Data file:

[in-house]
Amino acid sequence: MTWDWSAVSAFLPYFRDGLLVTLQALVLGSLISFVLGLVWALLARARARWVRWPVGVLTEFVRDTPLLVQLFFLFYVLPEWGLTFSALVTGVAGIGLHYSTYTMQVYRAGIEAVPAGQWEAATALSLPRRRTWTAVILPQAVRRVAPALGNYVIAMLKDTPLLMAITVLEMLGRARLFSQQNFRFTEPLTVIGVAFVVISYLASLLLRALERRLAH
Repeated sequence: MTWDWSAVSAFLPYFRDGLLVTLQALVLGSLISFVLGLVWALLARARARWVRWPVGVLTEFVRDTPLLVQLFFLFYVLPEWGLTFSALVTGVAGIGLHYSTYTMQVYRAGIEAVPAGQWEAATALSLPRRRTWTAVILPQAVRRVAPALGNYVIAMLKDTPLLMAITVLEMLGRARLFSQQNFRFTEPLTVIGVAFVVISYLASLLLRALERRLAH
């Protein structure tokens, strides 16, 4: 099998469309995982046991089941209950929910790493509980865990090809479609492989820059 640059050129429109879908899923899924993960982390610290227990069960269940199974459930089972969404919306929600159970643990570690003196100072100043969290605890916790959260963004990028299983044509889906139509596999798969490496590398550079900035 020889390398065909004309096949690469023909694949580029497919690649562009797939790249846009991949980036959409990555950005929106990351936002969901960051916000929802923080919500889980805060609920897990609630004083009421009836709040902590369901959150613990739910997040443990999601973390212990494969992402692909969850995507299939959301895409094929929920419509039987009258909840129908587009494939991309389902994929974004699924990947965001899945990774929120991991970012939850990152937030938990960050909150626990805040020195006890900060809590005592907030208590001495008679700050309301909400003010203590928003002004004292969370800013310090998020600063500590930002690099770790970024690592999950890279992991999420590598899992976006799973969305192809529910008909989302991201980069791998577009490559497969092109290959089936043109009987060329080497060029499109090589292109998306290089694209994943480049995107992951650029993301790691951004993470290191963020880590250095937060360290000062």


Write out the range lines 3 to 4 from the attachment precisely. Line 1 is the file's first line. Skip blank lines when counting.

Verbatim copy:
Repeated sequence: MTWDWSAVSAFLPYFRDGLLVTLQALVLGSLISFVLGLVWALLARARARWVRWPVGVLTEFVRDTPLLVQLFFLFYVLPEWGLTFSALVTGVAGIGLHYSTYTMQVYRAGIEAVPAGQWEAATALSLPRRRTWTAVILPQAVRRVAPALGNYVIAMLKDTPLLMAITVLEMLGRARLFSQQNFRFTEPLTVIGVAFVVISYLASLLLRALERRLAH
């Protein structure tokens, strides 16, 4: 099998469309995982046991089941209950929910790493509980865990090809479609492989820059 640059050129429109879908899923899924993960982390610290227990069960269940199974459930089972969404919306929600159970643990570690003196100072100043969290605890916790959260963004990028299983044509889906139509596999798969490496590398550079900035 020889390398065909004309096949690469023909694949580029497919690649562009797939790249846009991949980036959409990555950005929106990351936002969901960051916000929802923080919500889980805060609920897990609630004083009421009836709040902590369901959150613990739910997040443990999601973390212990494969992402692909969850995507299939959301895409094929929920419509039987009258909840129908587009494939991309389902994929974004699924990947965001899945990774929120991991970012939850990152937030938990960050909150626990805040020195006890900060809590005592907030208590001495008679700050309301909400003010203590928003002004004292969370800013310090998020600063500590930002690099770790970024690592999950890279992991999420590598899992976006799973969305192809529910008909989302991201980069791998577009490559497969092109290959089936043109009987060329080497060029499109090589292109998306290089694209994943480049995107992951650029993301790691951004993470290191963020880590250095937060360290000062």